Pick out those unchewable strings of kale from between your teeth, the superfood nightmare is over. Mushrooms are the new kale!
Functional mushrooms – mushrooms with medicinal qualities – are among the must-haves for the coming year: mushroom elixirs, teas and mushroom-flavoured coffee.
Mushrooms featured in the top 10 food trends set to sweep the world in 2018, according to Whole Foods Market, the all-natural global grocery chain also known as the organic bread-basket bastard child of Amazon.com.
For people with less time and money – offset by chronic constipation – these food trends are something new to mock while sitting down to a plate of ham-flavoured baked beans, school barbecue sausages and whatever tangy pasta sauce is on special.
But the world’s surely going to be a better place with:
Researchers for years have been examining the medicinal properties of some mushrooms – shitake, oyster, enoki and ‘the queen of mushroom’ reishi.
Most notably, reishi has been claimed that they boost immunity, help with weight loss, boost hair quality and work to calm anxiety.
The short answer is: there might be something in it.
Tero Isokauppila, a Finnish chemist and author of a forthcoming book about “healing mushrooms” started a company called Four Stigmatic that markets a reishi hot chocolate mix and a reishi elixir.
Reishi, which grows on logs and makes a woody sound when knocked upon, contains polysaccharides which are thought to boost white blood cells and prevent radical development of blood vessels, which occurs with cancer.
It also contains triterpenes that may lower cholesterol.
This seems so 1985. And Whole Foods admits edible flowers have been “embraced” by “foragers and culinary stars” for years.
In reality, Australian Women’s Weekly subscribers have been tossing pansies and violets through their dinner party salad greens since dripolator coffee was in vogue.
Whole Foods believes lavender lattes and “rose-flavoured everything” is on the up.
If you’re not drinking hibiscus tea, hot or iced, and flavouring your cocktails with elderflower, then you’re not worth talking to.
The Australian Federal Police last week stopped 500 kilos of this stuff at the border … hang on, that was cocaine. Interestingly, one of the super powders spruiked by Whole Foods is maca root, a relative of broccoli which also grows in the Andes and allegedly wakes you up, much like cocaine or even more powerfully, coffee.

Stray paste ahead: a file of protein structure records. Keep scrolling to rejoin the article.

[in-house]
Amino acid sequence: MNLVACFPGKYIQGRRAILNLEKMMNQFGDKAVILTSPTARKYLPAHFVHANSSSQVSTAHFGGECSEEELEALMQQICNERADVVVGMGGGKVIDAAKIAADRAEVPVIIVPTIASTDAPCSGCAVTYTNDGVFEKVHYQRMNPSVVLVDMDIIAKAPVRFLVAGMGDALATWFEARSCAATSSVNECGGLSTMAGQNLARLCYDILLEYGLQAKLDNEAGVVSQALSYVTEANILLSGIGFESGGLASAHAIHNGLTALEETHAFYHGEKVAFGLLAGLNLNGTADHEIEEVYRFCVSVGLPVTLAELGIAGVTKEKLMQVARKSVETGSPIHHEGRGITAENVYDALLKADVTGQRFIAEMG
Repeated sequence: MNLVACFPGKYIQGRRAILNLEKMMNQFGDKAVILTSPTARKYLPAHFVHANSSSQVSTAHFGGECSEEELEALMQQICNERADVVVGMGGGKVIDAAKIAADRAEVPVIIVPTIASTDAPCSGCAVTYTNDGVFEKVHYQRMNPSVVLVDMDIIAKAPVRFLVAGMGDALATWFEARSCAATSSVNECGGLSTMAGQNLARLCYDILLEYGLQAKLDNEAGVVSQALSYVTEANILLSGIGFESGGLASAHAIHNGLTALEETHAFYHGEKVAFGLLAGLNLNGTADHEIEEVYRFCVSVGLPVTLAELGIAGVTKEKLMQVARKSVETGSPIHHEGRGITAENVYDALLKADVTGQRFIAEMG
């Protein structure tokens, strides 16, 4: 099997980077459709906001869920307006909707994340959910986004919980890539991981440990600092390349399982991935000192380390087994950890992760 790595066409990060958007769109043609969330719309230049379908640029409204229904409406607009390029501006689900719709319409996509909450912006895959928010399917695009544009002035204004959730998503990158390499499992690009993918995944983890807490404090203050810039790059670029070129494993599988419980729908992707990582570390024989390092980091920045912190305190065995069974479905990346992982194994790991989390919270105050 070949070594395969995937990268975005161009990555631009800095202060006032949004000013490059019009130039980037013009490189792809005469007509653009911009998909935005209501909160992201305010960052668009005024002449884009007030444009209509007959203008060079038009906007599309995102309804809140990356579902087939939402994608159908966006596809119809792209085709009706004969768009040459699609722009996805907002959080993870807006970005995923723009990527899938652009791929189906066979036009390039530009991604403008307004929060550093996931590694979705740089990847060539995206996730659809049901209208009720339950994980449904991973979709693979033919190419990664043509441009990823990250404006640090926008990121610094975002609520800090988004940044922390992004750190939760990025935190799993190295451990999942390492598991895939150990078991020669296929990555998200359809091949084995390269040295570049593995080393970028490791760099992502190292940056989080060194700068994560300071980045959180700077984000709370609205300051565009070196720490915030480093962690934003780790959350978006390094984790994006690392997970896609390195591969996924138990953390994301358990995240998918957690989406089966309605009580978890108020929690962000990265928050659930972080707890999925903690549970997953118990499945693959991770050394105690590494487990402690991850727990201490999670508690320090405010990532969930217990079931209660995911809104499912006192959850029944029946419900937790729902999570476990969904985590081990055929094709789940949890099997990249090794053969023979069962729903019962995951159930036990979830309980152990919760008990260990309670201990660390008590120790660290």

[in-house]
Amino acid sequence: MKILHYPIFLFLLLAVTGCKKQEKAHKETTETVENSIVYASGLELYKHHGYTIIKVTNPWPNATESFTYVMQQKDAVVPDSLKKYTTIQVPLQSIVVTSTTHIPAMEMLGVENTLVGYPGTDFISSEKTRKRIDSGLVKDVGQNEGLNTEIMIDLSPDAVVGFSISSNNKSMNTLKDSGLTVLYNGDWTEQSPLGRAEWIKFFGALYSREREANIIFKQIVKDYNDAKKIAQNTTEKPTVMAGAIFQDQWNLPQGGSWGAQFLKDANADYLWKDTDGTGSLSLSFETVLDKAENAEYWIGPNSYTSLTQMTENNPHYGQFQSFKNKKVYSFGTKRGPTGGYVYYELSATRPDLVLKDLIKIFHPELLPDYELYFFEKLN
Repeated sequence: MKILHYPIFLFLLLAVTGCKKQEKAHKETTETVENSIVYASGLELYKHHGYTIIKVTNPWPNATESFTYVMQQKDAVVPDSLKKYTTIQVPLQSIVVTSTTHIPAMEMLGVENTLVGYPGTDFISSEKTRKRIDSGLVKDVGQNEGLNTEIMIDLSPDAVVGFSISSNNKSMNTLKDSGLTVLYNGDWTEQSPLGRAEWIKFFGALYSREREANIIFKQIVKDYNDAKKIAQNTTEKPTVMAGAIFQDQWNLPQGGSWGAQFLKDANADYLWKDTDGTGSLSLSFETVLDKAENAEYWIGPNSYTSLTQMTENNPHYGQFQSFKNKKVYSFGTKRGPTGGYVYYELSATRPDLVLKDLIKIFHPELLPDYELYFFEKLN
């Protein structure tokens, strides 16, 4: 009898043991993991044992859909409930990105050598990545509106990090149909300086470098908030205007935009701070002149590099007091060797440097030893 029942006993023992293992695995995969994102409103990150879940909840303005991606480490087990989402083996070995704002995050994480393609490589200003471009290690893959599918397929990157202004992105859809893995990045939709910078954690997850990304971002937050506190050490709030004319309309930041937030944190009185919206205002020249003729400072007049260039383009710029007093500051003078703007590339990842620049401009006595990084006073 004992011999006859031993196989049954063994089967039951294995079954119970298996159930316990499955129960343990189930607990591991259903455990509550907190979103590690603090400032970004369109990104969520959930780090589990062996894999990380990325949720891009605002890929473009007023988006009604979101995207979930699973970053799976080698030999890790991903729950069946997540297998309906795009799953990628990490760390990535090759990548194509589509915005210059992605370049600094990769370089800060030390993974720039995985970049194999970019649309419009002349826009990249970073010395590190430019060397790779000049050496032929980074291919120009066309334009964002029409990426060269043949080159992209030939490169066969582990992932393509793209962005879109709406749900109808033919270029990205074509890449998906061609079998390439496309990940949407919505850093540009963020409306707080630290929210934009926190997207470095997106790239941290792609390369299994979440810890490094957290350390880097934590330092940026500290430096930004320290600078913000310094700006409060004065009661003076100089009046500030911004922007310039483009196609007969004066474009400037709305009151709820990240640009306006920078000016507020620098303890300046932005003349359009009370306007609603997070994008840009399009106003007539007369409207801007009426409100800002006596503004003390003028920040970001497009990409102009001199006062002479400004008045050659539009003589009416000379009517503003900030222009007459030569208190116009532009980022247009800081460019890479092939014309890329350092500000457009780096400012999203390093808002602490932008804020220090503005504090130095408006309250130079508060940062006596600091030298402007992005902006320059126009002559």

Whole Foods predicts spirulina and kale powders are set to transform smoothies.
Likewise, ground turmeric is still on the rise. And don’t forget Vital Proteins Collagen Peptides for shiny hair and nails, perfect for grandma at Christmas.
The idea of more comprehensive product labelling may sound good, but for the immediate future this means more clarity about genetically modified foods, where tuna comes from, and calories information.
It is not the revolution consumers are waiting for.
Bleeding vegan burgers and fish-flavoured tomatoes
Some may see this as a vegan conspiracy: produce animal-free meat and dairy products that carnivores will adore.
Is this a trend or a try-on? Keep at it, poyndexters!
Puffed and popped everything
Parsnip and brussels sprout crisps, puffed pasta bowties and chocolate crispy quinoa.
In other words, anything than can be stripped of nutrition and made crispy and eaten in front of the television.
Tacos wrapped in seaweed
That’s right. Throw away the taco shell and wrap those spicy beans in pikelets or tofu skin. Do whatever the hell you want and call it a taco.
This is actually a good idea: use all of a vegetable, not just the head or the heart. Broccoli stem slaw, pickled watermelon rind and pesto from beetroot leaves. Less waste, and pretty tasty. But will people bother beyond the novelty value?
Flavoured mineral water
Don’t argue. It’s a brand-new idea: to flavour water with sap from maple and birch trees.
Whole Foods also suggests strawberries and grapefruit and lime and … all those other flavours that have been sitting in service station refrigerators for a decade.